Friend and Semiotician Rachel Lawes recently invited me to present at an event at the Market Research Society on Video ethnography. During the lunch break one of the attendees asked me “doesn’t it make it harder to capture normal behaviour if you’re filming?” Well initially yes, but then shortly after – assuming you have established a good rapport – the dynamic between ‘researcher’ and ‘respondent’ changes. People are made to feel like participants. From that point on observations begin to feel less intrusive, more inclusive. At this point don’t ask questions when filming, watch, listen – learn. Get out of people’s way. I think the flip side of working with film really out weighs any of the disadvantages.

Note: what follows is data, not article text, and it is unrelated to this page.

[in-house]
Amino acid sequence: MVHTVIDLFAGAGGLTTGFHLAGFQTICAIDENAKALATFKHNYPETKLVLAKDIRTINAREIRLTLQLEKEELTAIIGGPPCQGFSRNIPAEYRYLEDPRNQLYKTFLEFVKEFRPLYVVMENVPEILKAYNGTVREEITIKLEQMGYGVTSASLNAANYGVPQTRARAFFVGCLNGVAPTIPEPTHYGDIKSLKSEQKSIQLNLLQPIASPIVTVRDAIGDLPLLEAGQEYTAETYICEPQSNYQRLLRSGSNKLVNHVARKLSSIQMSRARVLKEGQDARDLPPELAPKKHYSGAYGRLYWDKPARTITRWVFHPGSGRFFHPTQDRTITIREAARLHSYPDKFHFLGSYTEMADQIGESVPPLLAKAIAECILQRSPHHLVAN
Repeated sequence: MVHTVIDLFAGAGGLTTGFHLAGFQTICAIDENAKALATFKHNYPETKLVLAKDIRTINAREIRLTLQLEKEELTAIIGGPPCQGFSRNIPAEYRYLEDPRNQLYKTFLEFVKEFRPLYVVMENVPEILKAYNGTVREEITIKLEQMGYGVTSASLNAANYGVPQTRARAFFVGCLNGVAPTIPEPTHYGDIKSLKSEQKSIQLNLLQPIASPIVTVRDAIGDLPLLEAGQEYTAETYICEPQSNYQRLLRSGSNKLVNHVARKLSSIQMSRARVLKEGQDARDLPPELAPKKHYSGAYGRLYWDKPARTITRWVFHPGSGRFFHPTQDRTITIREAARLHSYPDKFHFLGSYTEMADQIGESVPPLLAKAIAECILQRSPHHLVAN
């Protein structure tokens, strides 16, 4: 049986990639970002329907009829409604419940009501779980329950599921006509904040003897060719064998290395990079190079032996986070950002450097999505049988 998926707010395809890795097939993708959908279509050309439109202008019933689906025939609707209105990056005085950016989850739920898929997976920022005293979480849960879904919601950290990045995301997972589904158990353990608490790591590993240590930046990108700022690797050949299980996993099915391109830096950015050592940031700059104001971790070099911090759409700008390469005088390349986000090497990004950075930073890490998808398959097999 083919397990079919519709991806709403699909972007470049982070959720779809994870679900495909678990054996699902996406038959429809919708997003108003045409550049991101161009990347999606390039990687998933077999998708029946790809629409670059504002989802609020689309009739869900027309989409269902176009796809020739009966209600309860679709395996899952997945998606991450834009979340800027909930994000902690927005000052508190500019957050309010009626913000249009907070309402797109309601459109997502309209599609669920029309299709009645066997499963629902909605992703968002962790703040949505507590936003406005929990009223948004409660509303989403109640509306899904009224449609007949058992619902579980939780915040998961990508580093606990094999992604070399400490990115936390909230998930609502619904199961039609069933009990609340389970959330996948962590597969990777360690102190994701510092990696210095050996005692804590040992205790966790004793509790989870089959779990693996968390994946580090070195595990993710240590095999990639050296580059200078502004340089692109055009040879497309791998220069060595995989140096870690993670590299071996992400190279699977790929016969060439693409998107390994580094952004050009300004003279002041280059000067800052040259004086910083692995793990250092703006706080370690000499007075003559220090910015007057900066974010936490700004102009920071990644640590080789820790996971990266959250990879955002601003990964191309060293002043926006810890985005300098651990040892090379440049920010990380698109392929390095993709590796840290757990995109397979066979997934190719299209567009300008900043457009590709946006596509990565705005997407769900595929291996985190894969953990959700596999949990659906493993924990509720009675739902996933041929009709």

The key ones to keep front of mind:
- Film allows us to see and capture a range of activities in their natural settings over an extended period of time
- It supports field notes, verifies accounts and claimed observations
- It allows reflexive analysis. Rewind – review (repeat)
- Uncovers telling details
- By sharing film with participants we gain access to emic accounts so the scope of interpretation increases
- Ethnographers can draw connections between participants claimed versus actual behaviour.